The Coen Brothers are the masters of American Expressionism. They have
managed to overstate just about everything in our landscape. Now, they
come to overstate the understatement of a part of America known primarily
for its emptiness. The snows that blanket all detail are an unlikely subject
for Hollywood, so let's just admit this was made for the Cannes Film Festival.
The last time someone assayed snow in this way was in "McCabe and Mrs.
Miller," Robert Altman's look at a snow-bound frontier through the
opium-tinted glasses of a brothel owner. Here, we look at middle-class
America in the suspended animation of freezing temperatures. The plot is
launched by a salesman of new and used cars; he has a wheedling voice and
a sleeve full of tricks to shove his deals through. But one deal gets out
of control: he arranges to have his wife kidnapped. She's the character
who grates on our nerves and, since she's a textbook victim, we start suspecting
the Coens are up to no good; poor lady gets grabbed right in the middle
of her favorite soaps in a terrifying scene. Homage is paid to Kubrick's
"The Shining" when Buscemi comes through the bathroom door after
her, but the episode has less to do with film history than the fragility
of human love.
The anti-dramatic white-on-white study in "Fargo" is the Coen
Brothers' move to subtlety, a characteristic never before associated with
them. The road is flat, the horizon is flat, the accents are flat, the
cops are flat-footed. Just as we are beginning to equate flat with flatulence,
the movie makes a sharp turn and shows how sadly human, how prosaic, lackluster,
inert, uniform and colorless real life is - out there on the porch steps
of the hall of fame. The lot of the common man is to be satisfied with
small victories - catching a murderer, designing a stamp. Maybe the urban
wanna-be can learn something here.
Europeans love the American hinterland. What is it about small-towns in
the USA that end up in violence with fat cops hanging toothpicks from their
mouths while spouting homilies? The Coen Brothers are the product of that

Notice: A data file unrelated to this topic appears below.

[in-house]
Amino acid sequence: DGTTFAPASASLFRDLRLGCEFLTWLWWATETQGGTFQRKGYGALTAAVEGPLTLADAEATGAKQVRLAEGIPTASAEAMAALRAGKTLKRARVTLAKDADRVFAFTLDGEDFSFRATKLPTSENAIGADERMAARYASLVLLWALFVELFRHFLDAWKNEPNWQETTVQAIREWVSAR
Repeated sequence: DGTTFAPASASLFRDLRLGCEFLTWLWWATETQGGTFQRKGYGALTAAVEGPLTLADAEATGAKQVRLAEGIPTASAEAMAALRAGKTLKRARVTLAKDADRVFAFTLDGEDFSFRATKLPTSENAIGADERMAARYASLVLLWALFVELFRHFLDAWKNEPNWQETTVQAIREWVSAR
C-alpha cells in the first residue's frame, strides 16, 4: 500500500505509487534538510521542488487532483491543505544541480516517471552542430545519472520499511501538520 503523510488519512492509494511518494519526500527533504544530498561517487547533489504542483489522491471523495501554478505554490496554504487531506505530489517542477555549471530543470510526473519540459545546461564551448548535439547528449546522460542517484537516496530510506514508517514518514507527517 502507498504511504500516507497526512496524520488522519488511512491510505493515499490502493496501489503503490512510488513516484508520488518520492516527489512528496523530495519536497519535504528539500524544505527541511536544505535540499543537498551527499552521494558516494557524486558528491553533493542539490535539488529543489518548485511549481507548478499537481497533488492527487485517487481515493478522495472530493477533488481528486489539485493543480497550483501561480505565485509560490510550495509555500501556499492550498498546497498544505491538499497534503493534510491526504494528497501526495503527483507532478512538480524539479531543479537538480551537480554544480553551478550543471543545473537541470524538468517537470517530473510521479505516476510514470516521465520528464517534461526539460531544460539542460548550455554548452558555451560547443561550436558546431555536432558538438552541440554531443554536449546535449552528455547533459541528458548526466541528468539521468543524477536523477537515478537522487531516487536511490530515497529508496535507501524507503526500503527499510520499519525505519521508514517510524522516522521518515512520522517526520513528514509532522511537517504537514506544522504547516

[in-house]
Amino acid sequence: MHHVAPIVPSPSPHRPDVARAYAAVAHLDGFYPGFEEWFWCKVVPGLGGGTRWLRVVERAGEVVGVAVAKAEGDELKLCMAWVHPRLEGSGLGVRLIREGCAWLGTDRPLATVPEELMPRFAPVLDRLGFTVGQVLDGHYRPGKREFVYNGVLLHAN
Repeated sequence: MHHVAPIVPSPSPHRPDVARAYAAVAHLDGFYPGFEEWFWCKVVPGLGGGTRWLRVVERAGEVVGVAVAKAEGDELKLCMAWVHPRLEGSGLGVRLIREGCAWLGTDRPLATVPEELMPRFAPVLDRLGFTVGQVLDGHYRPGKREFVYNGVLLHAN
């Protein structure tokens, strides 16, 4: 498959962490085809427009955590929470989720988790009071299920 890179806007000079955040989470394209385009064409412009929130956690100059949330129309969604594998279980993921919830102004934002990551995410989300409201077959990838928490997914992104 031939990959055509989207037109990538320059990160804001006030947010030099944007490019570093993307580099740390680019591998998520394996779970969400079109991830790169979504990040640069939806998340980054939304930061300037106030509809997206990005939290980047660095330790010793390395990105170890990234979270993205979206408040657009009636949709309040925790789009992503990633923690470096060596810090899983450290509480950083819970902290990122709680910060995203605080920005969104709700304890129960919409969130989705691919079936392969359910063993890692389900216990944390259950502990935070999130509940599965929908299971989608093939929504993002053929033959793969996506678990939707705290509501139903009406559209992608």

world and spent several movies defying its flatness. Their female characters
have always been angular, their criminals philosophize, their poets are
manic-depressive. As a result, when they move into the home of Paul Bunyan,
we expect them to focus on Bunyan's ax, not his strength.
Yet "Fargo" is about the strength of insignificant, round people
routinely solving problems that we, in our arrogance, deem too complex for
them. After witnessing this mid-western "it ain't rocket science"
approach to life, we tend to rethink all the drama involved in the average
police thriller or murder mystery. Francis McDormand gets to the bottom
of it all without hype. Serial killers are on the loose, a guy gets shoved
through a wood-chip chopper, for pete's sake! But she never misses a meal,
and gets to the bottom of it by following the manual, the instructional
prose of which is audible in the way she describes what she sees whenever
she ambles onto a crime scene.
McDormand is not simply fantastic; she's fantastically simple. Seldom will
an actress allow herself so little affect, such minimal presence. She could
well come away from Cannes with an acting trophy, because her sense of realism
has not been seen since Betsy Blair played Claire in "Marty."
Even Buscemi has been toned down from his usual scenery-chomping, because
the Coens do have a message here.
Contrary to critical reaction in New York, this movie is not an attempt
to ridicule mid-western values. It is an elevation of the quiet way of
life; it is an attempt to show self-important people that life is just as
weird and unpredictable, just as satisfying in its small doses of celebrity
in places like Fargo and Brainerd. Something about wastelands like Wisconsin
deserves respect; they produce people like Joseph Losey and Georgia O'Keefe
and brothers like the Coens. Maybe where the landscape offers nothing to
see, you have to be a visionary.